The country needs to generate growth by boosting productivity and ensuring a sufficient supply of workers. Organically, the population is growing at only 1%. Solutions are required for both high-end and low-skilled immigration. At the highly educated level, the deficit in the US has led to 500,000 open jobs in the technology industry. In the universities, three-quarters of STEM (science, technology, engineering and mathematics) candidates are foreign, with 46% from China and India. “Trump needs to do a better job of retaining intellectual capital. He should staple a green card visa to each diploma,” Orlando suggests.

francis rybinski

Next in the tally of the president’s stated agenda, building infrastructure may appear less controversial. Yet it poses a huge challenge for funding various transportation, broadband, water, waste and power projects. In February, Trump laid out a plan to employ tax funds and private investment, leveraging $200bn (€161bn) into $1.5trn. A model of public/private partnerships might work, but over the past 30 years few of those partnerships have been successful in the US. “They have little appeal for private investors,” says Dec Mullarkey, managing director at Sun Life Investment Management, which manages approximately $31bn in pension assets. He adds: “We really need a plan for repairing existing infrastructure.”

Another key plank has been Trump’s promise to roll back regulation, necessarily a piecemeal process. The administration has focused on financial deregulation and dismantling perceived onerous burdens created by Dodd Frank regulatory responses to the 2008 credit crisis. Other initiatives include telecommunications, less stringent carbon emission rules, opening up offshore drilling and hydraulic fracturing, narrower interpretations for toxic substances, fuel economy standards and reinterpretation of housing diversity, to cut costs for cities.

The National Federation of Independent Business (NFIB) has ranked burdensome regulation as the main impediment for its members for many years. “Small business owners are drowning in regulations imposed by every level of government,” said NFIB President and CEO Juanita Duggan in February 2017. That year 25% of small employers labelled them a “very serious problem”. That number has fallen to single digits, “with a huge shift in perception that regulations are no longer a headwind”, says Rybinski. 

The final key item on Trump’s presidential ‘to do’ list is his stated determination to level the global playing field in terms of tariffs. Data from the World Trade Organization (WTO) support his case: the WTO reports that the average tariff applied by the US across all goods and to all countries is 3.5%, versus China’s average of 9.9%. The primary focus with China regards intellectual property. Mullarkey predicts that the Chinese will negotiate – 225m jobs in that country depend on manufacturing and with so much at stake, China wants minimal distraction for its ‘Made in China 2025’ industrial initiative.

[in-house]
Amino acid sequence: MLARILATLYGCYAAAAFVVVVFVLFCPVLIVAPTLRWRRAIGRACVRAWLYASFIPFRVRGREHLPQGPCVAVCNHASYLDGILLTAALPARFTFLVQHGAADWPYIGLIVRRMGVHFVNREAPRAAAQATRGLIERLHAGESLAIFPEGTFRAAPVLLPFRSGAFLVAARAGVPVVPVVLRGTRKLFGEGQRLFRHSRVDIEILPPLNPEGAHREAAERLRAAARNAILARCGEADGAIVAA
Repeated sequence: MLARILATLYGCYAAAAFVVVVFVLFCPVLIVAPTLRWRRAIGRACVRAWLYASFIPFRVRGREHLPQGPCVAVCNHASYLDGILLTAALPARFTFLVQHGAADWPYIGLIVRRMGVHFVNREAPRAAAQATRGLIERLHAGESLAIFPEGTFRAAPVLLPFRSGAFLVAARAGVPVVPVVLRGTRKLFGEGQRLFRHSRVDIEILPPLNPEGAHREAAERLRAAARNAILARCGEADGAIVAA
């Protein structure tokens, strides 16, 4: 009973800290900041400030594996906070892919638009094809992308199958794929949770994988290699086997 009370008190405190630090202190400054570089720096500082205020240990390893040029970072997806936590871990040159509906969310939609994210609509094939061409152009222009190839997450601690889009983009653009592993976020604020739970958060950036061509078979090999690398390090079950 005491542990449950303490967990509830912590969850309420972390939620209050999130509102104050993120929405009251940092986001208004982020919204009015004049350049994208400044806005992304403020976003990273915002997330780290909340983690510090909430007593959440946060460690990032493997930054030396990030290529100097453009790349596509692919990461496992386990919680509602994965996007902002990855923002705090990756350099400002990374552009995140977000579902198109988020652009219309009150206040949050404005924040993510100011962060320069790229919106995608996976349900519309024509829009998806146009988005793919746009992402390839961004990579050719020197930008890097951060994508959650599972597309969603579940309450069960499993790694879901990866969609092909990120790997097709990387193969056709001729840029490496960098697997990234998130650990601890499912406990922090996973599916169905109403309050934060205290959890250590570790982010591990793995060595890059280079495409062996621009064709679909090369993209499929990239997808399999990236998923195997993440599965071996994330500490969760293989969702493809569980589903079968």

dec mullarkey

Trump has been talking about tariff inequality since the 1980s, when he aimed at the Japanese. He looks at trade more as a businessman than do other government leaders. “If he builds a skyscraper, he expects to pay less, not more for concrete, glass and wiring, getting economies of scale and better prices based on the size of the project. And the US is the largest customer in the world,” says Sean O’Hara, president of Pacer ETFs Distributors. 

Rhetoric on Chinese trade illustrates Trump’s unpredictable style. After tough campaign talk, last year he celebrated a new spirit of cooperation during mutual visits with Chinese leader Xi Jinping. He then reversed tack in 2018, announcing steel and aluminium tariffs, which he is now dialling back again. According to Mullarkey, “these announcements were not well thought out. They seemed like a reflex, with little impact on China, which has been cutting its steel overcapacity for the past couple of years.” 

All the rhetoric may not pan out, but the stock market has soared since Trump’s election, with a positive knock-on effect on underfunded US pension plans, which carry a whopping 48% of their assets in equities. Early last year, the Milliman Actuarial index, tracking the 100 largest pension plans, reported only 83.7% of pensions’ assets could cover liabilities, versus 87.7% today. According to Mullarkey: “The market is buoyed by momentum and confidence, and business community sentiment is stellar.”